In May, after months of canvassing, both inside the game and across social media, the line-up of the eighth CSM was announced. It was the fifth time that Robert Woodhead, a 54-year-old from North Carolina in the United States, had been elected. These days Woodhead campaigns on his track record, although that doesn’t preclude doing grassroots leafleting. Last year he harvested thousands of player names from the game’s web forums and sent emails to all, encouraging them to vote when the polls opened.

“I view the elections as good, clean political fun, even a part of the actual game experience,” he says. “You are being elected to be an advocate, not a legislator.” That advocacy, he feels, is remarkably effective. “I have watched the CSM evolve into a very useful tool for influencing the company,” he says. “More and more people at CCP have come to realise that our feedback and advice is tremendously valuable and that we do help shape the game.”

CCP is a business not a nation and, as such, has the final say when it comes to choosing whether or not to act on the CSM’s lobbying. But the council is a microcosm of the game’s populace, in which members hold significant sway. Ignoring their petitions could damage the business.

In 2011 CCP held an emergency meeting with the CSM following in-game riots, which resulted from the developer deciding to take a more aggressive approach to virtual selling. Disgruntled players believed that the introduction of micro-transactions – which allowed players to purchase virtual clothing, accessories and mementos for real money (including a $70 monocle) – was evidence that the game was moving in an unwelcome direction. “The riots happened because CCP prioritised its vision over the needs of customers,” Woodhead explains. “They lost sight of the fundamental reason for Eve’s success – the depth and complexity of the social relationships that it spawns.”

The emergency summit demonstrated CCP’s commitment to listening to the players and showed that the CSM wields power in representing the views of the game’s population. “Some people think the CSM is a PR stunt,” Coker says. “There will always be conspiracy theorists. They think we fly them over here, get them drunk and tell them what to say. But that incident showed the system works. Players not only felt like the CSM was working hard for them – after all, they all put their real jobs and lives on hold for a week – but also they held us to task.”

Even though the CSM is more of a lobbying group than a governing body, it is not immune to corruption. Councillors are privy to forthcoming changes in the game and some members have used this information to their advantage. In 2009 one councillor, Adam Ridgway, bought items worth thousands of dollars to stockpile ahead of a design change to the game that would vastly increase their value. As these virtual items carry significant worth in the real world, CCP closely monitors the actions both of CSM members and of its own staff. It even has an internal affairs department that follows players to ensure they are not using insider information for personal gain. Ridgway stepped down from his position on the CSM following his indiscretion.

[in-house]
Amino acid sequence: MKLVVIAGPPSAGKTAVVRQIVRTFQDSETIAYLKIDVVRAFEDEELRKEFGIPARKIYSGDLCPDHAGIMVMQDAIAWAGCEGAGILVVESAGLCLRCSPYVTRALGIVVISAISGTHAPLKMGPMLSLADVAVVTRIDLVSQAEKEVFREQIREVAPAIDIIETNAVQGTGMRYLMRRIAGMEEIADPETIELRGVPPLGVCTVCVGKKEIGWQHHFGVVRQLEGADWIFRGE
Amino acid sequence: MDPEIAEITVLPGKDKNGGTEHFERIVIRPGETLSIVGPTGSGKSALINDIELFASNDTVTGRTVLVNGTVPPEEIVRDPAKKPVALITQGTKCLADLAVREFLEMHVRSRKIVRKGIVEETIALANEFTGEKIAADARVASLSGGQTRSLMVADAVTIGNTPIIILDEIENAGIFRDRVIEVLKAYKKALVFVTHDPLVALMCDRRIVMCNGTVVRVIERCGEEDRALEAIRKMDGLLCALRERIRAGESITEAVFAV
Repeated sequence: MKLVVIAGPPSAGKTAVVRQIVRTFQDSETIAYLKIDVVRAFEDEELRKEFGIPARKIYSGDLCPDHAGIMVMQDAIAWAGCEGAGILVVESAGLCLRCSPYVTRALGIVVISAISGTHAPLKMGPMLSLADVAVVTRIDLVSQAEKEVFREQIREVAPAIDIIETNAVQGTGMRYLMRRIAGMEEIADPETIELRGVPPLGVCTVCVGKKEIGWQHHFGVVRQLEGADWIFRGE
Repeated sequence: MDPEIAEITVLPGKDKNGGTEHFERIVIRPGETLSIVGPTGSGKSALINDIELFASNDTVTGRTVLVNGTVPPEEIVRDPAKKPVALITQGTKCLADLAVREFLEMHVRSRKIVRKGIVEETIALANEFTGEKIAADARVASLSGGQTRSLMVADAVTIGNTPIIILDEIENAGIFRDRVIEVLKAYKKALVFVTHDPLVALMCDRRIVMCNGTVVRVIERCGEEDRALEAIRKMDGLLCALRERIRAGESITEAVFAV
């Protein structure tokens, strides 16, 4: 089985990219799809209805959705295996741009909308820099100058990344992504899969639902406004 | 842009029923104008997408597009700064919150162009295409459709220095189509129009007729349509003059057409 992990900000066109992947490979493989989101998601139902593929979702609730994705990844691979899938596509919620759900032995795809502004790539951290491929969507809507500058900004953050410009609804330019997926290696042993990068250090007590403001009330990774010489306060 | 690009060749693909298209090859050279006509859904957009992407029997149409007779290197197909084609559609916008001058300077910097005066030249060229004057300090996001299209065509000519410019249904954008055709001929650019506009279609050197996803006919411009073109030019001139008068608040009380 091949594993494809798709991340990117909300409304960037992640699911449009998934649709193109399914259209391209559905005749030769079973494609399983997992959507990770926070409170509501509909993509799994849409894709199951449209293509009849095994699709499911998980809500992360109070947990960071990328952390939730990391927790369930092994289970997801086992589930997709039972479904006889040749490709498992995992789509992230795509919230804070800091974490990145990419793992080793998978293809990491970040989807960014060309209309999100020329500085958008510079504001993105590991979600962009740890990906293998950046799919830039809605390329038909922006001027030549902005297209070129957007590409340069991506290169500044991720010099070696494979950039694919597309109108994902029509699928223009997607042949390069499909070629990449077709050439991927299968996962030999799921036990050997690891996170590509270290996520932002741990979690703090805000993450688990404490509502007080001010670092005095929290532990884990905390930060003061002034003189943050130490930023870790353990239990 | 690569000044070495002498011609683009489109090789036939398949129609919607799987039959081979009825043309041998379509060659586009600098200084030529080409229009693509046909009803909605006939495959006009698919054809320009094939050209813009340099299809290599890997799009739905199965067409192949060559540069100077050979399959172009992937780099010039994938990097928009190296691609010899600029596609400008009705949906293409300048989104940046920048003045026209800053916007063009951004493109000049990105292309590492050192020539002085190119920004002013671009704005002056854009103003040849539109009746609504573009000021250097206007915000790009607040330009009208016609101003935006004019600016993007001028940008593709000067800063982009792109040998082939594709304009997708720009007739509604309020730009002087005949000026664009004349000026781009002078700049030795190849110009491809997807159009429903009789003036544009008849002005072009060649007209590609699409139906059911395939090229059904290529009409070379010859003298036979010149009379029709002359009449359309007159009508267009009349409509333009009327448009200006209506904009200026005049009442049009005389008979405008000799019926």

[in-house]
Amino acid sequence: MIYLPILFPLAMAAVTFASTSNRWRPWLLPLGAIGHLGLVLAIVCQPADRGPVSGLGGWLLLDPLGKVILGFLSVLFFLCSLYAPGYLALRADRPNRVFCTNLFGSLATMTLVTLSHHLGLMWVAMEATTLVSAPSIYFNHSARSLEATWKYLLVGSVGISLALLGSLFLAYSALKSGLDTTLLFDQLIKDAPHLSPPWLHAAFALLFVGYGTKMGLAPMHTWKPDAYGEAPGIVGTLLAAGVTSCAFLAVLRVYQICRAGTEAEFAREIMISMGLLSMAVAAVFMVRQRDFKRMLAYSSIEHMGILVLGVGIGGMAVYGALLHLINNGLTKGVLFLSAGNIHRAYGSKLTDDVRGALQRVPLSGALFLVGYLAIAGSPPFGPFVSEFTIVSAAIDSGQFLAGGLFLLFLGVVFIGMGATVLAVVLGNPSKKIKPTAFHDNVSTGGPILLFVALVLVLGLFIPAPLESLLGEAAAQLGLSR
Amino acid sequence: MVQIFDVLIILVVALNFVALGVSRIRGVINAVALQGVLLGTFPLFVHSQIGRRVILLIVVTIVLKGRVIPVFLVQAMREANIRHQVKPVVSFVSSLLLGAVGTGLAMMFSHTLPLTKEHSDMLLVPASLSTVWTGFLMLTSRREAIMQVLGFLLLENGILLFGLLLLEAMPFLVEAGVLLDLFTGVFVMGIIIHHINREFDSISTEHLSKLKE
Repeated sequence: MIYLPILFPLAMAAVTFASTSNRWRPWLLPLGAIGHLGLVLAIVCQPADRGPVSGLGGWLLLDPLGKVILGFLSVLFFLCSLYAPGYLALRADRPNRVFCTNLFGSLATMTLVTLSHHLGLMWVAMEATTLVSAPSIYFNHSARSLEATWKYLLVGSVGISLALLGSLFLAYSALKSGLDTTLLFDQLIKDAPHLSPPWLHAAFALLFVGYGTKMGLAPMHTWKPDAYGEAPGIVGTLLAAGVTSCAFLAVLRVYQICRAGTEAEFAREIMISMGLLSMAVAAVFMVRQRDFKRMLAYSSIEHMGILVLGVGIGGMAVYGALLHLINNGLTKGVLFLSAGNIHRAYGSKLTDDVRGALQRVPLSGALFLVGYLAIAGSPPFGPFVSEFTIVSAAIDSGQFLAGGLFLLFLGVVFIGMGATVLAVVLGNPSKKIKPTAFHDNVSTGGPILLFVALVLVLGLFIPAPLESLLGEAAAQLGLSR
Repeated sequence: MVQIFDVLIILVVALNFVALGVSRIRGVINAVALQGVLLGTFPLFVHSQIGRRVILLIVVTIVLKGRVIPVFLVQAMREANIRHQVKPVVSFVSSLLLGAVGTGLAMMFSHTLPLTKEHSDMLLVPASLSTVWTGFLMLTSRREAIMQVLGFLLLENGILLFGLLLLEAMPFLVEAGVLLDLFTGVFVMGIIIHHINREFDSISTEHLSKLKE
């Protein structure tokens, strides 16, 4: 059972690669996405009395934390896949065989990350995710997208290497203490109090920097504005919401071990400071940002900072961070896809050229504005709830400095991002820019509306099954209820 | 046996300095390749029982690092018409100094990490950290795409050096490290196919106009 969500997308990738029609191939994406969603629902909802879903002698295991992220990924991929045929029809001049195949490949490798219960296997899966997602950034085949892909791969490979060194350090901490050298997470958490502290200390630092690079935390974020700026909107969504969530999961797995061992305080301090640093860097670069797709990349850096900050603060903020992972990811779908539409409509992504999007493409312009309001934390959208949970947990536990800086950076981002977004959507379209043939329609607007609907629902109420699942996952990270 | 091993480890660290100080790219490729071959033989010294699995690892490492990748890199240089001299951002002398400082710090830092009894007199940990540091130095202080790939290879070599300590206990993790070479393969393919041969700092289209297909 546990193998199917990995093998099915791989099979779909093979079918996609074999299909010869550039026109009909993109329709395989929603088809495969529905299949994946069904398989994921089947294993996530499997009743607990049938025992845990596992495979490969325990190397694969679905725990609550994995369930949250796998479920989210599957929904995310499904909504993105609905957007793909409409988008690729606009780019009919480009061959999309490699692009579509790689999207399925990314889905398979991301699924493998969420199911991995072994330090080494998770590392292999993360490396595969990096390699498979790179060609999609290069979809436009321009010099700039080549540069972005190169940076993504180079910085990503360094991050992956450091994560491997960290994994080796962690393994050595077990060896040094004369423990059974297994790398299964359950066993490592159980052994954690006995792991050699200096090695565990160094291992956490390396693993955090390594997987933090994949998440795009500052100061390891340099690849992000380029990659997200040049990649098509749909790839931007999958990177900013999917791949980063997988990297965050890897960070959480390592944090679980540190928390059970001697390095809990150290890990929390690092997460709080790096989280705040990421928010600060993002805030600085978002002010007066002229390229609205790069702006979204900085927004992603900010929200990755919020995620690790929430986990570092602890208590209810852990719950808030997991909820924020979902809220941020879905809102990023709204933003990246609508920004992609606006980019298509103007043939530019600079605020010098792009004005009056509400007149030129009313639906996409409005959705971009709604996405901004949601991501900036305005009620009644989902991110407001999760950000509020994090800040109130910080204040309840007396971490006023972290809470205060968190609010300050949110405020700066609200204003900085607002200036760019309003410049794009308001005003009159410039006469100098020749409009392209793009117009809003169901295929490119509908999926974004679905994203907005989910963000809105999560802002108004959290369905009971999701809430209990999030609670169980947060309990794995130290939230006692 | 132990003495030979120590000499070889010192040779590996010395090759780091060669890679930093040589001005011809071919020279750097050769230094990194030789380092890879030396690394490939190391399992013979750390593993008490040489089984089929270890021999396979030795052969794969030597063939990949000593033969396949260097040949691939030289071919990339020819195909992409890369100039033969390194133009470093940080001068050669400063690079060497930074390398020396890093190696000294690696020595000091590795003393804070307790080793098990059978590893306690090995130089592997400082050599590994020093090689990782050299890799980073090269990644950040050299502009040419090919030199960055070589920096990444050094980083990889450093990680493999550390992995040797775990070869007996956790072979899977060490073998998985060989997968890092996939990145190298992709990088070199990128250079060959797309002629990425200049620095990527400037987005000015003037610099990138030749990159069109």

More and more sociologists and economists are studying Eve Online, viewing it as a microcosm of the social forces that drive our reality. Its populace, when set against Britain’s increasingly disaffected electorate, is energised and politically engaged. There is a belief that the CSM can have a meaningful effect on the game’s world and that it is therefore important for players to elect the right candidates to represent their interests.

In this virtual world, players can express dissatisfaction with ineffectual council members more easily. “There have been people on council whose inaction has magnified calls for them to be unseated,” says Coker. “And we have the bounty system as a final recourse.” This allows disgruntled players to place a price on a CSM member’s head. “It’s a very effective way to make your political disaffection known,” he says. If ever there are plans to apply lessons learned from studying Eve to the British political system, perhaps we should start with bounties.

Simon Parkin writes on gaming for the Guardian and the New Yorker

The elect: an Eve player and her alter ego. Photograph: Bara Kristindottir/The New York Times/redux/Eyevine.

This article first appeared in the 09 September 2013 issue of the New Statesman, Britain alone

Ellie Foreman-Peck for New Statesman
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How Rome's new mayor Virginia Raggi is leading a normality revolution

The first female Roman mayor has promised an end to posturing public figures.

The Ottavia area of Rome, on the northern periphery of the Italian capital, is a part of the city that tourists rarely visit. In a sense, this is the real Rome, with problems that are typical of the rot that most residents have to put up with every day. It is a jumble of decaying concrete eyesores from the 1950s and 1960s – the legacy of rapid economic development and Mafia corruption – surrounded by parks where drug deals go down, and piles of refuse that sit uncollected for days.